Maybe your children spent Monday lounging around, enjoying a day without school.
In the meantime, one group of teachers was hard at work learning about a new way to get them moving.
On Monday morning, 28 of the Rochester Community School District's physical education teachers met in the gym to learn about adding rugby to the K-12 physical education curriculum.
Elsewhere, in school buildings across the district, other groups of teachers and staff were meeting together to learn about new skills or teaching methods, too. The world language teachers, for example, were receiving coaching on how to teach languages to all levels of learners. The middle school counselors were learning from a psychologist how to help children who cut. Math teachers met with representatives of Everyday Mathematics.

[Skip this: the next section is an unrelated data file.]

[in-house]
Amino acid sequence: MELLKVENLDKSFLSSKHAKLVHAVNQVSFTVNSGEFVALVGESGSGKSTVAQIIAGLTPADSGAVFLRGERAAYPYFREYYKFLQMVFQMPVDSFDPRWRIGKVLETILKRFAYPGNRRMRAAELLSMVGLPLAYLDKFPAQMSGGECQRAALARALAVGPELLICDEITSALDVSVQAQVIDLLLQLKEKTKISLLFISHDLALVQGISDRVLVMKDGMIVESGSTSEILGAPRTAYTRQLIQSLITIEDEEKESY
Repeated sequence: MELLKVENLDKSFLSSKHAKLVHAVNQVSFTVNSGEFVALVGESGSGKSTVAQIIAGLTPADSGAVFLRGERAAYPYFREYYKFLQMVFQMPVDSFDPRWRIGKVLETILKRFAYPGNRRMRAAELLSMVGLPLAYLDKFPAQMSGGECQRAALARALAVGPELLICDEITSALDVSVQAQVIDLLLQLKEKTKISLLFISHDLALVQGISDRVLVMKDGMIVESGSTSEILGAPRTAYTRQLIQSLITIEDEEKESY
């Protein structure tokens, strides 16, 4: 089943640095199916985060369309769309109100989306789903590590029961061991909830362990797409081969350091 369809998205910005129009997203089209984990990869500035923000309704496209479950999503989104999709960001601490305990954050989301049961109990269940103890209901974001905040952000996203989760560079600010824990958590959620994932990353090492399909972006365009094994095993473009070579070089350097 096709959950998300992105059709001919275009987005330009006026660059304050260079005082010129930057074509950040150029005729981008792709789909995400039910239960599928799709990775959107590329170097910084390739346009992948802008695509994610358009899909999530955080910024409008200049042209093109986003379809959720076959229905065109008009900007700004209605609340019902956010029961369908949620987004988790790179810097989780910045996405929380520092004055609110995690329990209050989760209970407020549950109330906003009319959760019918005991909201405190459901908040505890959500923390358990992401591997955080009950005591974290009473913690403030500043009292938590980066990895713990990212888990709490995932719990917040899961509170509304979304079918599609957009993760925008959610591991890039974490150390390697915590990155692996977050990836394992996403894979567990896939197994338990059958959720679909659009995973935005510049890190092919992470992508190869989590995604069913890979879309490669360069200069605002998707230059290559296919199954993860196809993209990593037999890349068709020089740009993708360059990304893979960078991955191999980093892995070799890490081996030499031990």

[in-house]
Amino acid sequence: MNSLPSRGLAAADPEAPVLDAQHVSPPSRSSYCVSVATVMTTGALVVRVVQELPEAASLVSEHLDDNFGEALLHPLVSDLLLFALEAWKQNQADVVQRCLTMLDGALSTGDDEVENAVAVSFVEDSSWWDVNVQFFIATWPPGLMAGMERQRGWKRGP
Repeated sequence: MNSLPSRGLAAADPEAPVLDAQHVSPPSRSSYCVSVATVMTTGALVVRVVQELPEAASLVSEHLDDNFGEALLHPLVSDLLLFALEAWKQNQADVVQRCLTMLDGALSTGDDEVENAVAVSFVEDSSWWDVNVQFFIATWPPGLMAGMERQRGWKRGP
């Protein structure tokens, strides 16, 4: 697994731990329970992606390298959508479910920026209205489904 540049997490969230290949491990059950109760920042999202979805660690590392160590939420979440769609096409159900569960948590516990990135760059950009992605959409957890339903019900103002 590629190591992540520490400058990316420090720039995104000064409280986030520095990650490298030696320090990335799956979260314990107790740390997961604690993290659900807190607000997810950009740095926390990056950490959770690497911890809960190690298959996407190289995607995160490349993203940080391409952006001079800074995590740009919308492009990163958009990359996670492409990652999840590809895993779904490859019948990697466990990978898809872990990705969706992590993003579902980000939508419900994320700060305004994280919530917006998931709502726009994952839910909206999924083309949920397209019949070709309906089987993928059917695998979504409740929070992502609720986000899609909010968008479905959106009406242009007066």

"Every department zeros in on what their needs are," said Sandy Srabian, curriculum director for the district. Monday was one of five professional development days this school year. "It's an excellent opportunity for teachers to get together," she said.
Inside the Adams gym, Jim Clawson was teaching the gym teachers — many whom have never watched or played rugby — all about the sport.
"It's a mix of soccer and football, but the benefits to something like a gym class are that everyone keeps moving — it's really 40 minutes of constant activity," said Clawson, an assistant rugby coach at Wayne State University who also coaches a club team, the Birmingham Buccaneers.
Clawson said rugby will grow in popularity, as it will be a featured sport in the 2016 Olympic games. He also said it's a sport that girls tend to pick up more quickly than boys.
Tom Cooney is the physical education coordinator for the district; he is a teacher at . Cooney said the teachers are constantly looking to enhance their curriculum.
"As he is explaining the sports, I'm hearing teachers whisper 'This is how I could use rugby in my class,' " Cooney said. "I think this is a sport that kids would really like playing. I don't know if or when we'll add it, but this gives us some good ideas about how to go about it."